August 5, 2017

The Market Was On A (Seemingly) Unstoppable Upswing

A weekend topic starting with Eurasian Review By Doug French. “Sin City’s projected 5,000 new apartment units for this year makes no noise nationally in the latest real estate craze. I’ve written before about the high-rise crane craze in Seattle, but that’s nothing compared to New York and Dallas, that are adding 27,000 and 25,000 units, respectively. Chicago is adding 7,800 units despite a shrinking population and rents decreasing 19 percent. Not surprisingly, Fannie Mae and Freddie Mac are financing this rental housing boom. I wrote recently, the GSEs made 53% of all apartment loans in 2016, down from their combined 68% market share in 2012. ‘So, their conservator, The Federal Housing Finance Agency (FHFA), recently eased the GSE’s lending caps so they can crank out even more loans.’”

“Mary Salmonsen writes for, ‘Currently, Fannie and Freddie are particularly dominant in garden apartments [and] in student housing, with 62% and 61% shares, respectively. The two remain the largest mid-/high-rise lenders but hold only 35% of the market.’”

From Costar Group. “By a number of measures, the multifamily sector continues to defy expectations of ‘cooling down’ over the second half of the year and loan origination projections for multifamily property is now projected to grow for the rest of 2017 and into 2018, according to new analysis from Freddie Mac and Kroll Bond Rating Agency analysis of Freddie Mac lending. The revised projection comes even as the number of multifamily construction projects is peaking between now and early 2018 and thus moderating overall growth.”

“That construction activity is pushing up vacancy rates and making absorption of new units take longer in some areas than in prior years, putting some downward pressure on rent growth, especially in certain larger metropolitan areas such as San Francisco, New York City, Washington DC and Miami. Separately, in analyzing Freddie Mac loan securitizations, Kroll Bond Rating Agency is finding a similar strong performance but with some softening. The cyclically high levels of construction are impacting Class A properties more than classes B and C, where construction remains fairly muted, the firm said. ”

The Times Free Press in Tennessee. “One of the biggest deals ever for an apartment complex in Hamilton County has closed for $40.5 million as the Chattanooga area real estate market continues to ride a wave of investor interest. The deal for The Havens is the equivalent of $127,358 per unit. Marcus Lyons of Berkadia Real Estate Advisors in Chattanooga said he expects the interest by investors in apartments to continue ‘for the time being.’ ‘There’s access to cheap money,’ he added about the number of deals involving apartments.”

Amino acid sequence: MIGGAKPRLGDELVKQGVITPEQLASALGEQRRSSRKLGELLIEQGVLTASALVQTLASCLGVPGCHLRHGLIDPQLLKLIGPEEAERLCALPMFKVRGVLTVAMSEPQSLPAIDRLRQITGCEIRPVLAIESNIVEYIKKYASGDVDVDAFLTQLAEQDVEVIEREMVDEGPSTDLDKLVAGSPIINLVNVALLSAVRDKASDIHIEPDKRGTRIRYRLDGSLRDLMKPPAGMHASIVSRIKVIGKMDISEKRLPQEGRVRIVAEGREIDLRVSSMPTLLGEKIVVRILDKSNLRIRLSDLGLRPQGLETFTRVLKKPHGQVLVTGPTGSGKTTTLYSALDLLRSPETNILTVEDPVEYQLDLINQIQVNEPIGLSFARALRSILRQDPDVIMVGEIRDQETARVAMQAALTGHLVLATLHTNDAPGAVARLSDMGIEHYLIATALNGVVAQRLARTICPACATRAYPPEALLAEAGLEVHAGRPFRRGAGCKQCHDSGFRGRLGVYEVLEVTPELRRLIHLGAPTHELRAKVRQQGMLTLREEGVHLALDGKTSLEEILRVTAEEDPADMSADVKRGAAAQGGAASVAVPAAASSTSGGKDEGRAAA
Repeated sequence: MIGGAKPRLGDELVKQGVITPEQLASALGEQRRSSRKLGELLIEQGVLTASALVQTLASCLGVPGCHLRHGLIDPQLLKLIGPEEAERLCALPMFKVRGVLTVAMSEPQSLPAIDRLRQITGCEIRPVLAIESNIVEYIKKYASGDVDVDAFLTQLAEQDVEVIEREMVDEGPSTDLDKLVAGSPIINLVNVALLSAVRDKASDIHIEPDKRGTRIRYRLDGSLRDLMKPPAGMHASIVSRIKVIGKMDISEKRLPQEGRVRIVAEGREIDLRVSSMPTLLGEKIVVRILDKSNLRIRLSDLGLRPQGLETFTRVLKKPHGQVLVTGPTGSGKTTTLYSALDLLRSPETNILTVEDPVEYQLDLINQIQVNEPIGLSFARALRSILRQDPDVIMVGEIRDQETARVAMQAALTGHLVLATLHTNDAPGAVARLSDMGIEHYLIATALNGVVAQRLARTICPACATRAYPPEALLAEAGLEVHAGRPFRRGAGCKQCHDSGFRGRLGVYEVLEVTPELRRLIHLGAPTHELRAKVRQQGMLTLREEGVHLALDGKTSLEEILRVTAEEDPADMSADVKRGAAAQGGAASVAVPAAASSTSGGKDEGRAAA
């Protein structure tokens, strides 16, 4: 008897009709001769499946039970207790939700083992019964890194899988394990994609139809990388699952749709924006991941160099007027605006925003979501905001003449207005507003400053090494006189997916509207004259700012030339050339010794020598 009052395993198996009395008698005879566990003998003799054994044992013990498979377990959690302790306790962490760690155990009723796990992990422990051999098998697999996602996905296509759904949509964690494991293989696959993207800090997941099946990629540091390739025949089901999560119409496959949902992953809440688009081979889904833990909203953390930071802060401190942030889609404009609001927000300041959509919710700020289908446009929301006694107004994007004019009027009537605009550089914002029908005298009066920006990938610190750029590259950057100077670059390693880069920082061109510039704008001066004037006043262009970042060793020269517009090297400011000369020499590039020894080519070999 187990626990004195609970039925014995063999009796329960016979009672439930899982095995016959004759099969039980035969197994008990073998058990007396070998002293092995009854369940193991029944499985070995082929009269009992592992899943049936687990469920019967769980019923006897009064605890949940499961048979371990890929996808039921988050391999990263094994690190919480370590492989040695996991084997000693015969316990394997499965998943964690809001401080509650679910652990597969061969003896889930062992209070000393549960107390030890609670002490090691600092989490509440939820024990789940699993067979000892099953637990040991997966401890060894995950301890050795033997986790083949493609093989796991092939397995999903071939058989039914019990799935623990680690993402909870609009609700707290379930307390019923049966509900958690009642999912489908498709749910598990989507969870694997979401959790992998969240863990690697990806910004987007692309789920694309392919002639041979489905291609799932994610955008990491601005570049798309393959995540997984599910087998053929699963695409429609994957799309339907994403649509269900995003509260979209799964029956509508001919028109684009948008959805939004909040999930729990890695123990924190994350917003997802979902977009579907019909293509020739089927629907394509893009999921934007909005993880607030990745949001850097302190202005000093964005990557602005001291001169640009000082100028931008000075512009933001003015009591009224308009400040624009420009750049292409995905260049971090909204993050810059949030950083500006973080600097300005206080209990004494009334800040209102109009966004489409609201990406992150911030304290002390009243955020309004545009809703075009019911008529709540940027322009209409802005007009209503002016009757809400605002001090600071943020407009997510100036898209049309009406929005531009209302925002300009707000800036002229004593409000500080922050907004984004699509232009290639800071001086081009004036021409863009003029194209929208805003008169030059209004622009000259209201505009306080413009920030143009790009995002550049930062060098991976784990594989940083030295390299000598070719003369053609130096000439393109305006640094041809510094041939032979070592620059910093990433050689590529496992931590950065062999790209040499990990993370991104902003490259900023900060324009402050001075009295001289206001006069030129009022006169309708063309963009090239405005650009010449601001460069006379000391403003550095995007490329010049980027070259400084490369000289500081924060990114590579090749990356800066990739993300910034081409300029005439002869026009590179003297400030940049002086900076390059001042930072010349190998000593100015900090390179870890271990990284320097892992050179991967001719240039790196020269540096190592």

From Bisnow on Colorado. “Denver’s continued construction boom has led to a glut of Class-A multifamily properties, but rent growth for the asset has slowed as residents search for more affordable housing options. Quasi-government lenders Fannie Mae and Freddie Mac offer widely available funds and aggressive loan pricing for properties that fall within the multifamily midmarket. The Denver midmarket has also seen an increasing number of 1031 exchanges, said JLL Multifamily Capital Markets Group Vice President Craig Kalman. Individuals are unlikely to purchase a property above $30M, and midmarket multifamily offers an ideal place to park equity and defer paying taxes, he said. Institutional players tend to make fewer 1031 exchanges.”

“‘With institutional players, they have all these funds, and sell off all the assets in a fund at the end of its life span. They usually are not doing a 1031 with the proceeds, they are returning equity to investors or redeploying that capital into other funds,’ he said. ‘There are a lot more 1031 buyers in the midmarket, and they get more aggressive with pricing.’”

The Real Deal on Florida. “Three new apartment buildings are scheduled to open within two blocks of each other in downtown West Palm Beach over the next year or so, adding over 800 units to the market in a move that local real estate insiders bet will put downward pressure on rents. At the moment, the downtown West Palm Beach market has a little over 6,700 condominium and rental units, city estimates show, and average rents hover at about $2.25 per square foot, according to Jeff Greene, a real estate investor and developer who has made a number of big bets on the area.”